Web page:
A fermented mood enhancer rich in antioxidants and fortified with protein, the Peruvian Pisco Sour is a cocktail of contradictions that might pass off as an undercover health tonic. Are some of our popular social lubricants just as bad as they seem?
When Health Is Wealth
In 1979 the government advised men to drink no more than 56 units of alcohol per week. This was later reduced to 36 units, then 28 units and then 21 units. By 2020 Sally Davies, the Chief Medical Officer, had reduced it to 14 units. She also asserted that there is no safe level of drinking and that the health benefits of moderate alcohol consumption were ‘an old wives tale’.
The WHO recommend drinking no more than 14 units of alcohol a week, spread across 3 days or more. That’s around 6 medium (175ml) glasses of wine, or 6 pints of 4% beer. Before answering the question of whether or not we can trust health advice we must first ask: ‘which health advice?’ As the statistics vary so much over time and between countries.
In a few commonly referenced epidemiological studies the relationship between alcohol consumption and mortality is ‘J shaped’. Meaning the risk of death declines substantially at low levels of alcohol consumption and then rises. However there are some studies that suggest it does not reach the level of a teetotaller until the person is consuming somewhere around 40 and 60 grams of alcohol a day, which is to say between 35 and 50 units a week.
What is a safe level of drinking? Sally Davies says there isn’t one. In so doing she is encouraging the public to believe that the only safe level is zero. But that is not what the epidemiology always shows. In some studies, it would appear that you can drink significantly more than 14 units a week, or two units a day, and have a lower mortality risk than a teetotaller.
Confounding factors and study limitations aside, statistics at a national level are just as much about politics as they are about health. For example it is our values and beliefs that dictate the ways in which we prioritise the opportunities and trade-offs involved in an analysis.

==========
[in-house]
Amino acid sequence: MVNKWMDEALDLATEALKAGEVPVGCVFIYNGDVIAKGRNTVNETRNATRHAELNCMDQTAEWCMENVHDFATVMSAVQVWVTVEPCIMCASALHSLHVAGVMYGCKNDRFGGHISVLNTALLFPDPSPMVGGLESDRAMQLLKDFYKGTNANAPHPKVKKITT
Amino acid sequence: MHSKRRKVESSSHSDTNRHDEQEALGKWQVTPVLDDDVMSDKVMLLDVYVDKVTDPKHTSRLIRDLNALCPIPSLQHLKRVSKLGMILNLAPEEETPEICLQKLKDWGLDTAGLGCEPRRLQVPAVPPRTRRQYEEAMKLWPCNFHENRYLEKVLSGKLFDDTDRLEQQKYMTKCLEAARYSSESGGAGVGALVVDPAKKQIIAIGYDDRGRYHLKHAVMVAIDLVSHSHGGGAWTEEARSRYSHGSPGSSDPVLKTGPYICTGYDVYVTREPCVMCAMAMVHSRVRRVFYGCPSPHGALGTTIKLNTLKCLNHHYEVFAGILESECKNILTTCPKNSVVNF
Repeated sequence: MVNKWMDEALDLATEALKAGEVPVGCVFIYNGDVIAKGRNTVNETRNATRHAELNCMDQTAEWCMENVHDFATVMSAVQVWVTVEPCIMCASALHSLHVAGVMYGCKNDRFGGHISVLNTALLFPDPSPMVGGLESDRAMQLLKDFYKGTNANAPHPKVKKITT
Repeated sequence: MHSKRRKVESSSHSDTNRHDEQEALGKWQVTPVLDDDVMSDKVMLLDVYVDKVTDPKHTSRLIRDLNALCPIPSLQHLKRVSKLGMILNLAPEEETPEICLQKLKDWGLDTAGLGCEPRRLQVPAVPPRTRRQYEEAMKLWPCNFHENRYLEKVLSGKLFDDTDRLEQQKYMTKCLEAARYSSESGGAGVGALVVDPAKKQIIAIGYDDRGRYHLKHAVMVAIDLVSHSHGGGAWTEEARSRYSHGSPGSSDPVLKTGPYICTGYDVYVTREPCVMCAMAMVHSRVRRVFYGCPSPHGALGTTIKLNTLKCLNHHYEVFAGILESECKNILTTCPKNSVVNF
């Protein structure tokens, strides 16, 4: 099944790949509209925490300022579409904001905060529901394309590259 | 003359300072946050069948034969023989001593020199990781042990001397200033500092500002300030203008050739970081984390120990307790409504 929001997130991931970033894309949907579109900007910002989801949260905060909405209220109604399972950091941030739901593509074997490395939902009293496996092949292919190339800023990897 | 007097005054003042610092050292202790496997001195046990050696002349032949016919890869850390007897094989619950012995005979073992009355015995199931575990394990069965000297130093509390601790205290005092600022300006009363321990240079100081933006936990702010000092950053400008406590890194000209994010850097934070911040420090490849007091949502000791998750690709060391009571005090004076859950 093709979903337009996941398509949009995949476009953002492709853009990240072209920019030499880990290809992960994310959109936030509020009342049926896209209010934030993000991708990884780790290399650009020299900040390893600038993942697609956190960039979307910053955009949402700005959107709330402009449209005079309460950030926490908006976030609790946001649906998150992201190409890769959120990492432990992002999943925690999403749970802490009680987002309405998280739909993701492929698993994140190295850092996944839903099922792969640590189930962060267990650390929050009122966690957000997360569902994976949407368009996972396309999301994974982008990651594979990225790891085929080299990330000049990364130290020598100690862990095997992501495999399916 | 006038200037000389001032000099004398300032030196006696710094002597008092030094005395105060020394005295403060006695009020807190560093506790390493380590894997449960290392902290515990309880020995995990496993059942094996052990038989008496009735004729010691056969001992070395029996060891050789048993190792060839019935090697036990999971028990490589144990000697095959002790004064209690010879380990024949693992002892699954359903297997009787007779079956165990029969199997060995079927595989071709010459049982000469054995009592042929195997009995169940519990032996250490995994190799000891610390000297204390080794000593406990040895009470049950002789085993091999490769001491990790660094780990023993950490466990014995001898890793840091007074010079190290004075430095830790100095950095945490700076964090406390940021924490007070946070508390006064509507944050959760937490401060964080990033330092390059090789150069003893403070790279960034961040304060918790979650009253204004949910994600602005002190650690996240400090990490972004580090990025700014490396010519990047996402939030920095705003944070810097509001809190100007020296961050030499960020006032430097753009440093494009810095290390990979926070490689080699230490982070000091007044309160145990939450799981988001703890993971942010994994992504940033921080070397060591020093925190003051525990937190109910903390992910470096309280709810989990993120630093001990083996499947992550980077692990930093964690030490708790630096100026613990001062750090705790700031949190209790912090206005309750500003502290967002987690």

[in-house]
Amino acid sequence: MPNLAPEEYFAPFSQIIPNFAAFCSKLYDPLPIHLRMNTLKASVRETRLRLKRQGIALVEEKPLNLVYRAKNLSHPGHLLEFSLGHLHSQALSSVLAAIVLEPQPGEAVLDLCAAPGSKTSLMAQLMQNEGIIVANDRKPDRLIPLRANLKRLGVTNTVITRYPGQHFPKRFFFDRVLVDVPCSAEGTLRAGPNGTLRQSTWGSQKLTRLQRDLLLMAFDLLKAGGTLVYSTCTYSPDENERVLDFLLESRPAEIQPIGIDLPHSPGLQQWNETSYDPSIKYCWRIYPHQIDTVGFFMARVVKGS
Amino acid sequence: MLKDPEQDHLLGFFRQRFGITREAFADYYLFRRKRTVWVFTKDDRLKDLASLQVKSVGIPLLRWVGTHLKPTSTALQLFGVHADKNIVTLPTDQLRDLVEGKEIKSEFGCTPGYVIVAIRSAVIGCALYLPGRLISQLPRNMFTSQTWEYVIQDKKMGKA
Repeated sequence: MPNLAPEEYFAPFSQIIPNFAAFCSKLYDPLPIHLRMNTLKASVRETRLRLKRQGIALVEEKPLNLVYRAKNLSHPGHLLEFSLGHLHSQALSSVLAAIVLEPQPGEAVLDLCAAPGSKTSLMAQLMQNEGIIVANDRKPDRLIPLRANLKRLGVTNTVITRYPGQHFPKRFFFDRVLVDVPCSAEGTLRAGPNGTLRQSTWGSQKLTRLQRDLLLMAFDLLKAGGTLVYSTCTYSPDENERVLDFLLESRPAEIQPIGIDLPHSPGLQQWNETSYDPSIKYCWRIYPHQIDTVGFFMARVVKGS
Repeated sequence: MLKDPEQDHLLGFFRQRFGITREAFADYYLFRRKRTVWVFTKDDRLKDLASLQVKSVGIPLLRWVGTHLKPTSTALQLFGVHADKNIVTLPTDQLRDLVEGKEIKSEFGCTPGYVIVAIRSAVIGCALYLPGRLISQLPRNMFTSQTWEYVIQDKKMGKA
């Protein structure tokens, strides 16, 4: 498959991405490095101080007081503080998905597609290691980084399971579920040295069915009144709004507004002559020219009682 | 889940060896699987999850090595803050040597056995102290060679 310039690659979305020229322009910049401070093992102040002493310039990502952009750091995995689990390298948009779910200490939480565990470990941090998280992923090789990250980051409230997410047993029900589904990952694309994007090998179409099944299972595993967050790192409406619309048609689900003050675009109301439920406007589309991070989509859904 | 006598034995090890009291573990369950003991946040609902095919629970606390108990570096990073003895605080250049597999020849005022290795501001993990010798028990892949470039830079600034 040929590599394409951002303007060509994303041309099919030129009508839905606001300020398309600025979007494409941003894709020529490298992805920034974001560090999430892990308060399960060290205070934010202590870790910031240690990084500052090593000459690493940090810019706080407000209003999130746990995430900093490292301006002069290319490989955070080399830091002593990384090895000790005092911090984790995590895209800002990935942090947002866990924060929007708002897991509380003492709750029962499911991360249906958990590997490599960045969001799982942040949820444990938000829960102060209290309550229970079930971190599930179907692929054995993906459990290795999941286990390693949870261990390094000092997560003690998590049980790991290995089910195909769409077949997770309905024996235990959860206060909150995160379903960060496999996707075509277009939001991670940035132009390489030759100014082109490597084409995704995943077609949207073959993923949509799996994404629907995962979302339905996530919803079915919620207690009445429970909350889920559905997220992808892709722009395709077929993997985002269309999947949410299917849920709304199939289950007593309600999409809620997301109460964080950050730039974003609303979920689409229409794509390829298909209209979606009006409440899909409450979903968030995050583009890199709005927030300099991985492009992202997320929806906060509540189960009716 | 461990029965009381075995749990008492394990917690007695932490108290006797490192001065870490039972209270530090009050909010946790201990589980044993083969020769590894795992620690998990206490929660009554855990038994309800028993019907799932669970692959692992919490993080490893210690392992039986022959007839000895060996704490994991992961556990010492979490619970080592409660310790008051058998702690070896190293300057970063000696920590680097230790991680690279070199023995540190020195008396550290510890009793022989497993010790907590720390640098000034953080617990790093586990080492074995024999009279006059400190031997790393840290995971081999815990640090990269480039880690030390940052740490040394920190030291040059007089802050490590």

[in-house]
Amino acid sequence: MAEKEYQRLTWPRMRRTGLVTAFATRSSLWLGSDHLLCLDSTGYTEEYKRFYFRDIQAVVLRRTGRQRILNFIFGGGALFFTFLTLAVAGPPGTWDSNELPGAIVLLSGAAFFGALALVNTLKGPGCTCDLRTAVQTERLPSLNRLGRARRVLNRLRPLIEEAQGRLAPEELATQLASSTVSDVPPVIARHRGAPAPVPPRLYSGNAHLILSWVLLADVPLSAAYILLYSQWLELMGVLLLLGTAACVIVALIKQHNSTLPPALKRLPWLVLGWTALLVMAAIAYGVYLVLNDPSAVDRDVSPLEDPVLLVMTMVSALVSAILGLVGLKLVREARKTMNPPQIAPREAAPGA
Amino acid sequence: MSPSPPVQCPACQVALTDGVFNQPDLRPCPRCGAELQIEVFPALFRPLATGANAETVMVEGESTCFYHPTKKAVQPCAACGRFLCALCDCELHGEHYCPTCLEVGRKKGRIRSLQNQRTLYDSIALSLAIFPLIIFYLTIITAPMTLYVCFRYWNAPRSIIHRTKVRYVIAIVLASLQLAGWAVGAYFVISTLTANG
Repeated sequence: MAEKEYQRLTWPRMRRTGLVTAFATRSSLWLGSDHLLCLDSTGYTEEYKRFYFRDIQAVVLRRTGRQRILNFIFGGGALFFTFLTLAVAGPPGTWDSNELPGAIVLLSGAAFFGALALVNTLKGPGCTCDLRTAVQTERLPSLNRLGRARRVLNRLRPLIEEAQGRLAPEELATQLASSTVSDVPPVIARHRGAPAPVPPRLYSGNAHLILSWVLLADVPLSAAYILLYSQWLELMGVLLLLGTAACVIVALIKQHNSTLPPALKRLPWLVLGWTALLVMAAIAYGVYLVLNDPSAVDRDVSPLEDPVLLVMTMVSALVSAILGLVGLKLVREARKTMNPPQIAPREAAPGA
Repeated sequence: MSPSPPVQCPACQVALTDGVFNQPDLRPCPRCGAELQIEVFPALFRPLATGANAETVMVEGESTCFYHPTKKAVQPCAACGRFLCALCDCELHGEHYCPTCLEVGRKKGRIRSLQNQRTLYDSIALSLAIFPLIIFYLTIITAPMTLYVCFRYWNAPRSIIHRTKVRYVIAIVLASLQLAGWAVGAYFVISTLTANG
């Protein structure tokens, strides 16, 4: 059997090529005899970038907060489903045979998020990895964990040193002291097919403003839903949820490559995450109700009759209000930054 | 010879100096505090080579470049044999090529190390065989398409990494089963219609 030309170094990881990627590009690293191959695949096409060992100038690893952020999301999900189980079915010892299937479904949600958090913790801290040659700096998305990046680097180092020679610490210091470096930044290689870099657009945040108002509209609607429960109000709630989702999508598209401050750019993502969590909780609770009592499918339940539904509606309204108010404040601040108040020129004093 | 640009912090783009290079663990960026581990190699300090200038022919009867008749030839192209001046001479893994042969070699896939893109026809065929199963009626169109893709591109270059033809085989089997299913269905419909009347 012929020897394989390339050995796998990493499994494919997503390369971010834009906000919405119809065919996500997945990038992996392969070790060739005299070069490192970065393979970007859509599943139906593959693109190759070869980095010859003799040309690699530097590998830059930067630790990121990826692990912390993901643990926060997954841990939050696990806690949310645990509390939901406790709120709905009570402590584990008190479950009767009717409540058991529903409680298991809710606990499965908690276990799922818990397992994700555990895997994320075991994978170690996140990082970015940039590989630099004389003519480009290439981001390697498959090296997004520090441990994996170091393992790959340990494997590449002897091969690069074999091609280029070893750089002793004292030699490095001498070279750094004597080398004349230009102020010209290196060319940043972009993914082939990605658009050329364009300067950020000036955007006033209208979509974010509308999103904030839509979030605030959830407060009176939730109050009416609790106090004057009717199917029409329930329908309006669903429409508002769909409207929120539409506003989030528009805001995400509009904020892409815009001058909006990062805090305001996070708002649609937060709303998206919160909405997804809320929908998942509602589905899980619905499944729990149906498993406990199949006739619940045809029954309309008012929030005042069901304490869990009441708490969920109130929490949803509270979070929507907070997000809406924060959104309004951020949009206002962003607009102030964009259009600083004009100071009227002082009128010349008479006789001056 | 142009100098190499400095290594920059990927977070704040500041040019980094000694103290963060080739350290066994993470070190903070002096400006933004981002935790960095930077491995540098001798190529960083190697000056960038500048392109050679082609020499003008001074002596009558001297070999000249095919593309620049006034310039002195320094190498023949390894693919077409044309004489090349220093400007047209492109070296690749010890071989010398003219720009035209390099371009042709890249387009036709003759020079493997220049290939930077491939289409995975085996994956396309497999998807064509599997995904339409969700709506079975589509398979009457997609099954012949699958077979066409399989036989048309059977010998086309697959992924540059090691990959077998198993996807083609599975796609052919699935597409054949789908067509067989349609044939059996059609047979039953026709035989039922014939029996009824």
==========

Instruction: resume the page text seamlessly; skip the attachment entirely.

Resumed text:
In behavioural economics, ‘anchoring’ is the strategy of putting a higher or lower target in mind than the one you hope people will realistically aim for. For example, telling guests to turn up to a dinner party at 6pm, because you know that in reality most people will aim for a culturally acceptable and ‘fashionable’ form of disorganised lateness.
Setting the standard of ‘the norm’ is what affects individual and collective perspectives of deviant behaviour. The issue with public health is that it often attempts to categorise a non-binary existence into either ‘good or bad’. The focus is also usually a ‘best on average’ approach over a ‘no one size fits all’ approach – efficiency over effectiveness.
The Good, The Bad and The Fugly
Not all alcohol is created equal – when it comes to health benefits and risks, factors such as the type, processing and strength of alcohol are just as important as how we use it. ‘Moderation’ is the favoured buzz word, but how much is too much?
This is where some of the fuzzier elements of what defines an addiction also come into play. A grey scale standard acknowledges that a pathological addiction is the pursuit of a behaviour or substance, despite consistently negative overall consequences (health, social and legal) on the quality of life.